“I’ve had very little, if any, support from my advisor or my committee,” and so began another coaching call this morning with the writer of a dissertation.
Many dissertation coaching clients say that their advisors are hands-off, giving little or no substantive feedback, or not wanting to see a dissertation at all until it’s complete.
Does this sound familiar? Do you feel you’ve depleted your resources, and you need some content-specific help?
What to do? Here are some ideas from some of my coaching colleagues and also from some of my clients.
1. You shouldn’t have to look outside your program for content-specific help. If you have a coach, one of your coaching goals could be improving communication with your advisor (or someone else on your committee) who has the relevant background knowledge. Work with your coach to plan your strategy.
2. If you can think of someone who might know someone who can get you closer to a source, you will eventually succeed. Think about Stanley Milgram‘s Small World experiment (which inspired the Six Degrees of Separation book and movie.)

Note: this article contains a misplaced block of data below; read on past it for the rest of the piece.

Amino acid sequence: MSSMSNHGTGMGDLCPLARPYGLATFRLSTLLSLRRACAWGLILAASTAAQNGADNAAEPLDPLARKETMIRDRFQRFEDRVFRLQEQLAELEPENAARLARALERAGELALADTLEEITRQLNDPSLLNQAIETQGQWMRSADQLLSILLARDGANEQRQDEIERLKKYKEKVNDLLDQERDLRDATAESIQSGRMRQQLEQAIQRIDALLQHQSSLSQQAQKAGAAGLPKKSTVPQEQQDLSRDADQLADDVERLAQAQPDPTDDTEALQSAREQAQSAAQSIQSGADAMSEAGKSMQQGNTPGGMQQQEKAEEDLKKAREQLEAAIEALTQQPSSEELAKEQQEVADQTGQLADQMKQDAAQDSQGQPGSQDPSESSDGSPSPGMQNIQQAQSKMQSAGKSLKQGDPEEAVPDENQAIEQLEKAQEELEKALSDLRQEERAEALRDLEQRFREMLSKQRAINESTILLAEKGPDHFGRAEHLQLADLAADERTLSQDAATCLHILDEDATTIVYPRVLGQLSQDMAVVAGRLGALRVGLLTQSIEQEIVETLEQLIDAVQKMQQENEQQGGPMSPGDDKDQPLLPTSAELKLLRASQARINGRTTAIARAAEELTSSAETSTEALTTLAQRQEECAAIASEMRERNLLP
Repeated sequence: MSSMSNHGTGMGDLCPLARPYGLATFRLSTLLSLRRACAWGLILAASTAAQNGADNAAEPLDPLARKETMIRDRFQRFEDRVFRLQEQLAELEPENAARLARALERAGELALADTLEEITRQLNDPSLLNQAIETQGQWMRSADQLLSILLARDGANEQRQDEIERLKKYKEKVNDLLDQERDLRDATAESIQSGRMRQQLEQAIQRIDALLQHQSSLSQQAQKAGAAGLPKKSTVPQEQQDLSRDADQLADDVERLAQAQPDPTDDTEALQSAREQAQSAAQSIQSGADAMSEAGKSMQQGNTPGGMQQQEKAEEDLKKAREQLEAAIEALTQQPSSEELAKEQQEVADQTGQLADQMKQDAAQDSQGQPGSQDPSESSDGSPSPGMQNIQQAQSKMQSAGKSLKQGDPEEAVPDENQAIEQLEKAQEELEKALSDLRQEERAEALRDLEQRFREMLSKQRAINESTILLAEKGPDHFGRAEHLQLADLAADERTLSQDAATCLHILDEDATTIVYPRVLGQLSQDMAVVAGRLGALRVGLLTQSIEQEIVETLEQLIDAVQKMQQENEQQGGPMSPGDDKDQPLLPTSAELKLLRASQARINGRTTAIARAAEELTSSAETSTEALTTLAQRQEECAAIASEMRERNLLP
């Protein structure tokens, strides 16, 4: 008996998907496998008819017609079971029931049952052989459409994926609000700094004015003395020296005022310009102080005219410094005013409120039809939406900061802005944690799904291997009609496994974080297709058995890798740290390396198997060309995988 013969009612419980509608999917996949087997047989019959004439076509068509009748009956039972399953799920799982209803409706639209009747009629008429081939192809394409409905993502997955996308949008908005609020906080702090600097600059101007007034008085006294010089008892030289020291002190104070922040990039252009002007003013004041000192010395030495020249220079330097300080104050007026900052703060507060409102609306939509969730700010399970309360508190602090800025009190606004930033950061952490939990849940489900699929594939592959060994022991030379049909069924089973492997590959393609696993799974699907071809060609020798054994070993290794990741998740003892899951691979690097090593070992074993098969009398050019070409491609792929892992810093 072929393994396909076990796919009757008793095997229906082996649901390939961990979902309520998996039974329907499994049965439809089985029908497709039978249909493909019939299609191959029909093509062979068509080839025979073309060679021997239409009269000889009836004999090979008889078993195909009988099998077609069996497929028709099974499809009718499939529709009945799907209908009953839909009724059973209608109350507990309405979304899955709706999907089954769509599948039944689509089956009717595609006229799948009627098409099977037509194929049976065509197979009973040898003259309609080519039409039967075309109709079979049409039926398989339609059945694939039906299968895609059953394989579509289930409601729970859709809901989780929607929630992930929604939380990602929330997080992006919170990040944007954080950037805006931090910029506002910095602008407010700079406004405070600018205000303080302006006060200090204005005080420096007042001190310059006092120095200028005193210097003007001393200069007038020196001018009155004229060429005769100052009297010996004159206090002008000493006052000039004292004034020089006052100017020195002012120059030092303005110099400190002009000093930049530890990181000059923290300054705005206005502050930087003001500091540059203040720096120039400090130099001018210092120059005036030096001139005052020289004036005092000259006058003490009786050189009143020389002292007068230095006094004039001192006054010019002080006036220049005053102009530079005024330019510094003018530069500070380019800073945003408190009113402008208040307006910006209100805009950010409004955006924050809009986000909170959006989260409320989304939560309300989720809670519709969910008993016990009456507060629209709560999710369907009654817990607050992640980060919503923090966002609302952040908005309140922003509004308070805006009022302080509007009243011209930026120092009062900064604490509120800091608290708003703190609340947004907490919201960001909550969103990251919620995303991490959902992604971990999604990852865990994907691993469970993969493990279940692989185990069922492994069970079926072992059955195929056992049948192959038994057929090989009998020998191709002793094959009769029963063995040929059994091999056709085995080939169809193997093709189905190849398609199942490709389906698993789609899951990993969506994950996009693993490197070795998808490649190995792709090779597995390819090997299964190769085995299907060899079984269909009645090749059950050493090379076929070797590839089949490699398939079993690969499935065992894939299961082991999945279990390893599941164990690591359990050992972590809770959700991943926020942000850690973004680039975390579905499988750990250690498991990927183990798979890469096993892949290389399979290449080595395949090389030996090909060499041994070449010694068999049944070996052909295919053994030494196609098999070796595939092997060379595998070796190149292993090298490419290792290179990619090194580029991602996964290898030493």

3. Post a question on Linked-In or make up your own study group.
4. Engage a willing friend, colleague, or coach to read some of your text and ask you questions about what’s going on. Tell your reader to be curious. You want a naïve reader, not a critical expert. The right questions can help you move toward a breakthrough.
5. Take a class!
As a client phrased it, “Make your own Woody Allen moment—here comes the director onto the stage.” Figure out who could be your Woody Allen. Who is the person you most want to learn from? Then sign up for a class from that person, and write the paper for the class.
If your project has stalled and your advisor offers minimal to no support, you need a strategy. Think Small World. Or make your own Woody Allen moment.
Above all, prepare for a breakthrough.